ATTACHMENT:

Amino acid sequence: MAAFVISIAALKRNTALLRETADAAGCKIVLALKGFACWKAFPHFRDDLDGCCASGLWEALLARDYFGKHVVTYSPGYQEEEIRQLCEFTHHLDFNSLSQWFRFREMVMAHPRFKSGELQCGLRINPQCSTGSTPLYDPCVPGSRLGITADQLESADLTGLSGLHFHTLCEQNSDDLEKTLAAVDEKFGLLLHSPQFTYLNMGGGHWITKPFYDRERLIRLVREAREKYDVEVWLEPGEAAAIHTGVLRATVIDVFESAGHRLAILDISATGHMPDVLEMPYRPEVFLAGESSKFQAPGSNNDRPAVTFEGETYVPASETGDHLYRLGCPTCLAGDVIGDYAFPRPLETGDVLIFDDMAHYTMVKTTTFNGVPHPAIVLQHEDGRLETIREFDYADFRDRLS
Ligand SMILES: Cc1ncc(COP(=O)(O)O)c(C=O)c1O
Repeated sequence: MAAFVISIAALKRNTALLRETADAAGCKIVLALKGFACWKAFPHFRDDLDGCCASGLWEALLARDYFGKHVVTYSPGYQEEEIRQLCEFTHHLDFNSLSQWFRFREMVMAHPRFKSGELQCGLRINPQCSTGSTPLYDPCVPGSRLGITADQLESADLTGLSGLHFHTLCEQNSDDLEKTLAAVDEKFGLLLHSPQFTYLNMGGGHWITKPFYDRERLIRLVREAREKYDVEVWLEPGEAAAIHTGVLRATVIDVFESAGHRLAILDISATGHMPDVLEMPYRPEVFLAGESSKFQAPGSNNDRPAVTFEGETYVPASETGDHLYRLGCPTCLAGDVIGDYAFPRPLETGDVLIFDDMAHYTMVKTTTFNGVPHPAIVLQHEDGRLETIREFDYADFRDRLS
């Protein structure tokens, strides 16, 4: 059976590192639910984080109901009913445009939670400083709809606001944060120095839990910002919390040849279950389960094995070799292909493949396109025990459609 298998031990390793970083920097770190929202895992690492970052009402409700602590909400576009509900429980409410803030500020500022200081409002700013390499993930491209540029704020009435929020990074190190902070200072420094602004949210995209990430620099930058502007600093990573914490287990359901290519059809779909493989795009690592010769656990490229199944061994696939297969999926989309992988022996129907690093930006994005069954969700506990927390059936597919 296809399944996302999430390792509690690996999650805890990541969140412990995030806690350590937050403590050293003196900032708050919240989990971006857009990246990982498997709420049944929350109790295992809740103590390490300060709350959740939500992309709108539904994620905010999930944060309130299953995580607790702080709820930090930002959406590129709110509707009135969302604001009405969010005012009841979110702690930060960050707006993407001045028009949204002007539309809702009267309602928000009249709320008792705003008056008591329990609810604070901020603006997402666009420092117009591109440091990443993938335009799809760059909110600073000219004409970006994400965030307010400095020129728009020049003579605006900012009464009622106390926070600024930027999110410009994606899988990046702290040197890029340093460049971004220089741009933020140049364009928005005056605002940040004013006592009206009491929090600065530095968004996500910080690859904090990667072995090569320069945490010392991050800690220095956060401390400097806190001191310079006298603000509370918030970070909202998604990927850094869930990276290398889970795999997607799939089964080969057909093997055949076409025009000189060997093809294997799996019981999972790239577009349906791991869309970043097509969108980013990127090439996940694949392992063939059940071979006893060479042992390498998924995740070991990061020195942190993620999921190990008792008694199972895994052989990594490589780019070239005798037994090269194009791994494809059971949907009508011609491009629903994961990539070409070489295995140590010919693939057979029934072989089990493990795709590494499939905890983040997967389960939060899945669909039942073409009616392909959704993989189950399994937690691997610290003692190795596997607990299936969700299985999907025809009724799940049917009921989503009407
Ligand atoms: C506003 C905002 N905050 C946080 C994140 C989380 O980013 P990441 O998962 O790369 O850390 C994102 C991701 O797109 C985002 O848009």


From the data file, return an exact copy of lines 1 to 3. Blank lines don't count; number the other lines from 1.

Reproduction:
Amino acid sequence: MAAFVISIAALKRNTALLRETADAAGCKIVLALKGFACWKAFPHFRDDLDGCCASGLWEALLARDYFGKHVVTYSPGYQEEEIRQLCEFTHHLDFNSLSQWFRFREMVMAHPRFKSGELQCGLRINPQCSTGSTPLYDPCVPGSRLGITADQLESADLTGLSGLHFHTLCEQNSDDLEKTLAAVDEKFGLLLHSPQFTYLNMGGGHWITKPFYDRERLIRLVREAREKYDVEVWLEPGEAAAIHTGVLRATVIDVFESAGHRLAILDISATGHMPDVLEMPYRPEVFLAGESSKFQAPGSNNDRPAVTFEGETYVPASETGDHLYRLGCPTCLAGDVIGDYAFPRPLETGDVLIFDDMAHYTMVKTTTFNGVPHPAIVLQHEDGRLETIREFDYADFRDRLS
Ligand SMILES: Cc1ncc(COP(=O)(O)O)c(C=O)c1O
Repeated sequence: MAAFVISIAALKRNTALLRETADAAGCKIVLALKGFACWKAFPHFRDDLDGCCASGLWEALLARDYFGKHVVTYSPGYQEEEIRQLCEFTHHLDFNSLSQWFRFREMVMAHPRFKSGELQCGLRINPQCSTGSTPLYDPCVPGSRLGITADQLESADLTGLSGLHFHTLCEQNSDDLEKTLAAVDEKFGLLLHSPQFTYLNMGGGHWITKPFYDRERLIRLVREAREKYDVEVWLEPGEAAAIHTGVLRATVIDVFESAGHRLAILDISATGHMPDVLEMPYRPEVFLAGESSKFQAPGSNNDRPAVTFEGETYVPASETGDHLYRLGCPTCLAGDVIGDYAFPRPLETGDVLIFDDMAHYTMVKTTTFNGVPHPAIVLQHEDGRLETIREFDYADFRDRLS